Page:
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TitleEvaluating the distribution of water resources in western Canada using synoptic climatology and selected teleconnections. Part 2: Summer season
Publication TypeJournal Article
Year of Publication2014
AuthorsNewton, B. W., & Prowse T. D.
Corporate AuthorsCarey, S., & Quinton B.
Secondary TitleHydrological Processes
Pagination14 pages
Date Published07/2014
Publication Languageeng
KeywordsClimatic Redistribution of western Canadian Water Resources project, Pacific Decadal Oscillation (PDO), Southern Oscillation Index (SOI), spatial changes, Standardized Precipitation Evapotranspiration Index values, temporal changes

Minor changes to seasonal air temperature and precipitation can have a substantial impact on the availability of water resources within large watersheds. Two such watersheds, the north-flowing Mackenzie and east-flowing Saskatchewan Basins, have been identified as highly vulnerable to such changes and, therefore, selected for study as part of the Climatic Redistribution of western Canadian Water Resources project. This project aims to evaluate spatial and temporal changes to water resource distribution through the analysis of a suite of hydroclimatic and streamflow variables. As part of this analysis, dominant summer (May–October) circulation patterns at 500 hPa for 1950–2011 are identified using the method of self-organizing maps. Surface climate variables associated with these patterns are then identified, including both daily air temperature and precipitation and seasonal Standardized Precipitation Evapotranspiration Index values. Statistical methods are applied to assess the relationships between dominant circulation patterns and the Southern Oscillation Index (SOI) and Pacific Decadal Oscillation (PDO). Results indicate that mid-summer (July–August) is dominated by a split-flow blocking pattern, resulting in cool (warm), wet (dry) conditions in the southern (northern) portion of the study area. By contrast, the shoulder season (May and October) is dominated by a trough of low pressure over the North Pacific Ocean. The frequency of weak split-flow blocking is higher during positive SOI and negative PDO, whereas ridging over the western continent is more frequent during negative SOI and positive PDO. Results from this analysis increase our knowledge of processes, controlling the distribution of summer water resources in western Canada. Copyright © 2014 John Wiley & Sons, Ltd.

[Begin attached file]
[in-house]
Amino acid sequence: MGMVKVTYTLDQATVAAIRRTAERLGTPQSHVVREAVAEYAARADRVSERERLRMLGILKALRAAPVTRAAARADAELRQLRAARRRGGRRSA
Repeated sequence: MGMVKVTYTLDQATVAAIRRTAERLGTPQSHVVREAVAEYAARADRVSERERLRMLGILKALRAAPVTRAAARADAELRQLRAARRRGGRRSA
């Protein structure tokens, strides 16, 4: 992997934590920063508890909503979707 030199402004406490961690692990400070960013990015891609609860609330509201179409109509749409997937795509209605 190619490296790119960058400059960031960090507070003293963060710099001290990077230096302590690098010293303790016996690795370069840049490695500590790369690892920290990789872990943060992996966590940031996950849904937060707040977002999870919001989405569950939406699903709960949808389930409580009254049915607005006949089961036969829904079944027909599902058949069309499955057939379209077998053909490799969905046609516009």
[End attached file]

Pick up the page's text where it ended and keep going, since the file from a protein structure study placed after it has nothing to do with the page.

Locational Keywords

Pacific Ocean, Arctic Ocean, Hudson Bay, Peace River, Athabasca River, Mackenzie River, North Saskatchewan River, South Saskatchewan River, Liard River

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Short TitleHydrol. Process.
Citation Key54494

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